A Real Man's Guide to Sainthood

A Real Man’s Guide to Sainthood is a show ‘about men’ or, more specifically, it is a show about one man - St George the dragon slayer. Milk Presents use this hero-figure to question the extent to which all images are inevitably constructs. However, don’t be put off by a theme that suggests a wordy and philosophical production. This show is full of humour and inventiveness, often choosing to show rather than tell and managing to make the theme both accessible and fun.

Milk Present’s production is very imaginative, using narration, physicality, songs, and projections to tell its story. The atmosphere created is playful as we are introduced to the city of Silene (where the story takes place) through projections of a childlike hand-drawn map and 50s style advertising. Although the projections were beautiful aesthetically, the fact that the cast relies on them to light up the scene means sometimes shadows are created that obscure the actors’ faces. However, they do blend in perfectly with the entertaining and pitch perfect songs.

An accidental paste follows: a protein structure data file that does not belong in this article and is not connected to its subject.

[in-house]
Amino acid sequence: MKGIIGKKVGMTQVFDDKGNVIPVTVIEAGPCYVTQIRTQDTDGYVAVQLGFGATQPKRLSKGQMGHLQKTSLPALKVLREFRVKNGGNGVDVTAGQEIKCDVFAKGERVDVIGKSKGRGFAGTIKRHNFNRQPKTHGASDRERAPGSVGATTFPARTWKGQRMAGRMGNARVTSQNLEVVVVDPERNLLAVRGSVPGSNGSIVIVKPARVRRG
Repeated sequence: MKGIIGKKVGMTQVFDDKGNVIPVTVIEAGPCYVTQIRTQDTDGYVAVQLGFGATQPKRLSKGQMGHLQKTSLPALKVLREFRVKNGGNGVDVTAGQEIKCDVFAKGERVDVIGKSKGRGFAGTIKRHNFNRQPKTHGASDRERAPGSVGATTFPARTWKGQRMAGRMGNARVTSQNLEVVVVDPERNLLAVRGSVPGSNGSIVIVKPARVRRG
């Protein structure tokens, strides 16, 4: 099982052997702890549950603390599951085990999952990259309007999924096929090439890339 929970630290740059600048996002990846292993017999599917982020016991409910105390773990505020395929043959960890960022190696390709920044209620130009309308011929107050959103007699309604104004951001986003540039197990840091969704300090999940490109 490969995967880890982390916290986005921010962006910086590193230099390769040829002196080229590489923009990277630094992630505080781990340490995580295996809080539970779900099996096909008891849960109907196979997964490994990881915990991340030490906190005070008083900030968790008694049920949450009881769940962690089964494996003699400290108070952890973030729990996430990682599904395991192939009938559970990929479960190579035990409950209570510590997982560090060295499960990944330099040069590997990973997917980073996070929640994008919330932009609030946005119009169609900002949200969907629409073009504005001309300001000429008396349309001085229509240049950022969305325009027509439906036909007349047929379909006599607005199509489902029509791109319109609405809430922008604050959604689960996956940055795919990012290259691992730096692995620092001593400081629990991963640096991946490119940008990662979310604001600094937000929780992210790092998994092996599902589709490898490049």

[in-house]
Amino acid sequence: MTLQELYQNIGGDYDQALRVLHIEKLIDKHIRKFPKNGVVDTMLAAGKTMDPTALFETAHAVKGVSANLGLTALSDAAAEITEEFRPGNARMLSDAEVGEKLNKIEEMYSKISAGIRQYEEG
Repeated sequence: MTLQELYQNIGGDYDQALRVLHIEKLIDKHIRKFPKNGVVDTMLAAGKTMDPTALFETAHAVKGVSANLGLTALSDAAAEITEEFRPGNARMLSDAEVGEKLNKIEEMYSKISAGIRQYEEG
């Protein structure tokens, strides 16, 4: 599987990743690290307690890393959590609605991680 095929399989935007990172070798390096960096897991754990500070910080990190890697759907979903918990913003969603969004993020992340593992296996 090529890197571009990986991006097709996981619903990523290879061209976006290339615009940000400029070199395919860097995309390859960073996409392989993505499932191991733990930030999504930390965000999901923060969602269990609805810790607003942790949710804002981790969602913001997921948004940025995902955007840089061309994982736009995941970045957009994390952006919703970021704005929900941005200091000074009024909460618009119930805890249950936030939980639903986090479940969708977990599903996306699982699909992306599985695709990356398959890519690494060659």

The production does not only have one tone; the scenes where George is searching for the dragon are truly frightening and contrast sharply with the atmosphere created up to that point. This variety kept the audience engaged and emotionally invested in the performance. There is a marked crescendo in the intensity of the action towards the end although sadly this is not fully realised in the conclusion, which comes across as slightly abrupt, albeit beautiful.

The actors are all multi-talented individuals who sing, act, and play music, as well as guiding us through this story. Their style and jokes spoke to the audience who laughed and were ready to participate when it was asked of them. The best thing about the actors, however, was that they did not shy away from the unexpected, instead making it part of their performance. To that end, jumbled up lines became entirely new jokes, and unsolicited audience participation was gracefully incorporated into the action. This made the performance feel truly unique and being an audience member feel slightly more important than it usually does.

Reviews by Margarita Semsi

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The Blurb

Disemboweling an English legend, Total Theatre Award nominees Milk Presents seek their manliness within. Pedal-power, elegant lyricism, and feisty original music collide, bringing you the story of St George.

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